FOR THE AMERICAN AUDIENCE, HOW WOULD YOU DESCRIBE WHAT YOU DO CURRENTLY?
I look at my company, Storm, as a creative platform where I collect and find things that are relevant. What I’m creating is my take on what I see, what I collect, and how I find what’s in the moment. But it’s not only this moment; it’s what’s next. I’m not afraid of going in new directions.
HOW DO YOU CULTIVATE THE SKILLS FOR FINDING WHAT'S NEXT?
I see, I watch, and I listen to the world. I use my antennas. Since day one of Storm, which is almost 21 years ago, I’ve spent my income on travel: travelling to meet people, travelling to make stuff happen.
YOU WERE ALWAYS INTERESTED IN FASHION?
Since I was a young teenager I knew exactly what type of clothes I wanted. I had a very strong opinion about what would I wear, what would it look like, what color should it be, what combinations look good. To me fashion was never about status, it was for myself. IT WAS ABOUT EXPRESSION... If you belong to a certain culture, you would listen to specific music, go to a concert; for you and your friends. Clothing had that feeling. What I don’t like about the fashion industry is the flashy part; people who use stuff to make themselves powerful. I never liked that phenomenon. I think it should make people happy or proud or confident.
IN RECENT YEARS THE SCANDINAVIAN INFLUENCE IN FASHION HAS BEEN HUGE, PARTICULARLY IN MENSWEAR. WHAT ABOUT THE SCANDINAVIAN AESTHETIC APPEALS RIGHT NOW?
For me it’s hard to say because I live in the middle of it. I was part of the very early states of that movement. Before we had any fashion brands at all. We had local brands. When it comes to Copenhagen fashion, people would only laugh about what was going on. I’ve seen everything from the beginning. I think the strengths come from our mentality; we are very personable and open-minded here. We have a very clean aesthetic, which more or less all leads back to the culture we come from being influenced by art, graphics, and architecture. The world always needs something new. When I started out the big thing was in Antwerp. You had the school in Antwerp and the Antwerp six [a group of designers including Dries van Noten and Ann Demeulemeester.] These guys packed their stuff into a small van, drove to London Fashion Week, and made a breakthrough because the industry needed something fresh. They made it possible for the next guys, like Raf [Simons], to break into the international fashion scene and people were like “Oh, man, that’s a shift.”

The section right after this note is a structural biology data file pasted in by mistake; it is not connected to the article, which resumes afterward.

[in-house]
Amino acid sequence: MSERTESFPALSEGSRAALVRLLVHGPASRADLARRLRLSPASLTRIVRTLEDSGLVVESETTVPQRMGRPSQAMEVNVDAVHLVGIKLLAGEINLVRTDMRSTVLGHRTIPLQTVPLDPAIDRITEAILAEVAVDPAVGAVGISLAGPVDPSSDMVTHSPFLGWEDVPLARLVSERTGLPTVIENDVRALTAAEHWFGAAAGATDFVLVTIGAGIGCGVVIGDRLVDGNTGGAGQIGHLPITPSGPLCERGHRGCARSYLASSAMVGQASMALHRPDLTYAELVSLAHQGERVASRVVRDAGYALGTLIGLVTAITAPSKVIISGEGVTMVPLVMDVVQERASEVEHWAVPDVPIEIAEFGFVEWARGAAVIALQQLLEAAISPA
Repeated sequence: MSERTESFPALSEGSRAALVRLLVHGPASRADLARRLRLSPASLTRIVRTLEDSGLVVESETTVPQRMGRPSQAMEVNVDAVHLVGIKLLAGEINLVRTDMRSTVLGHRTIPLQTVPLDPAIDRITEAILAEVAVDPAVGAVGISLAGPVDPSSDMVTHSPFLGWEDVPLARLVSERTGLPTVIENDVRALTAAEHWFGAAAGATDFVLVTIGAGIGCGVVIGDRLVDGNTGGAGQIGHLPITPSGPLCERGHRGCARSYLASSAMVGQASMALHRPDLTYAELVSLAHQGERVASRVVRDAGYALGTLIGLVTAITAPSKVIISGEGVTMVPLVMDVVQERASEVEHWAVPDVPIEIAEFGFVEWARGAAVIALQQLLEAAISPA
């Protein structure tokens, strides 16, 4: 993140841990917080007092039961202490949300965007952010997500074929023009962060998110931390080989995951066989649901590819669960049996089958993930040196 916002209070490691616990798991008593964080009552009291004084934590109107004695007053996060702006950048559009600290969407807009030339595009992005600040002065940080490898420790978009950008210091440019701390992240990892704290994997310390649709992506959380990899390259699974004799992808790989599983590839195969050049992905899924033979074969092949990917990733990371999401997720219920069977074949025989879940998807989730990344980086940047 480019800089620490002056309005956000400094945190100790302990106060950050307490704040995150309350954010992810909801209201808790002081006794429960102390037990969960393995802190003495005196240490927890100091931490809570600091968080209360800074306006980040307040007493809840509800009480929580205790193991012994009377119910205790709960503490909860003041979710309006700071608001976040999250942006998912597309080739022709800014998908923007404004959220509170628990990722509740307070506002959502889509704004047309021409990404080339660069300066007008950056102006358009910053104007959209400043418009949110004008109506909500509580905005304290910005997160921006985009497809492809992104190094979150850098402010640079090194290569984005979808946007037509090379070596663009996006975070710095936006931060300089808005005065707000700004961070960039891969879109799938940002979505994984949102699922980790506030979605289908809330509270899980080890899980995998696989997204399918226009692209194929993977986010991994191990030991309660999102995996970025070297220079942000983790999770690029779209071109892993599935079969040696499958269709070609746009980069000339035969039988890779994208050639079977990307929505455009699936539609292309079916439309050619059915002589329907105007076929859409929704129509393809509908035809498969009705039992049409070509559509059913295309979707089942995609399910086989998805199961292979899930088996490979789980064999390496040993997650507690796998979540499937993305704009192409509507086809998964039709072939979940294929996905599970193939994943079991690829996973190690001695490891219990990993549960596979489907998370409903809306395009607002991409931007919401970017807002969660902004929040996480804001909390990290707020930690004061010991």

WITH SO MANY INFLUENCES IN YOUR WORK, WHERE DID THE ROOTS OF THE HALO COLECTION WITH NEWLINE BEGIN?
It all started out with my design partner Malkit [Singh] and I going to Aalborg in the North of Denmark. It’s very calm countryside. We went there to hook up with Newline to discuss what we could create. We like the values they represent and they have a great story. For me personally, and I think for Malkit as well, it’s something that leads all the way back to my military service. They were supplying the soldiers with running gear. Malkit has a background in sports; he’s been playing basketball for years. I go to the gym. We were both into that in-between thing. You go to the gym, but you would also wear the clothing in the street. We went back to Aalborg and met with this guy who worked with the Special Forces. We went to where they train and where they parachute. It was very inspiring. They know their equipment. They know what works. They are on a mission.
YOU'VE GOT SO MUCH INSIGHT ON DESIGN AND FASHION, WHAT ADVICE TO YOU HAVE FOR YOUNG PEOPLE STARTING OUT?
Be strong—and find a big stack of money. To be in business, to place yourself among the other guys, you need power, you need to believe in yourself, and you need something original. When I look at all these young guys, they make the same stuff. I don’t look down on these guys, but what you call original I’ve seen not only a couple times, but hundreds of times. To be in the scene you need to be strong. You need to be a fighter. It’s a long pull. The image we have now, to get global recognition, took us more than 20 years. It has been up and down. The toughest part of being in fashion is to be consistent. You always move forward. Of course there are a lot of cool guys out there. You see more and more young brands popping. We’re in a period that if you’re good, and if you’re original, you can actually make it. There’s a gap right now in the market between the big players and the fashion houses.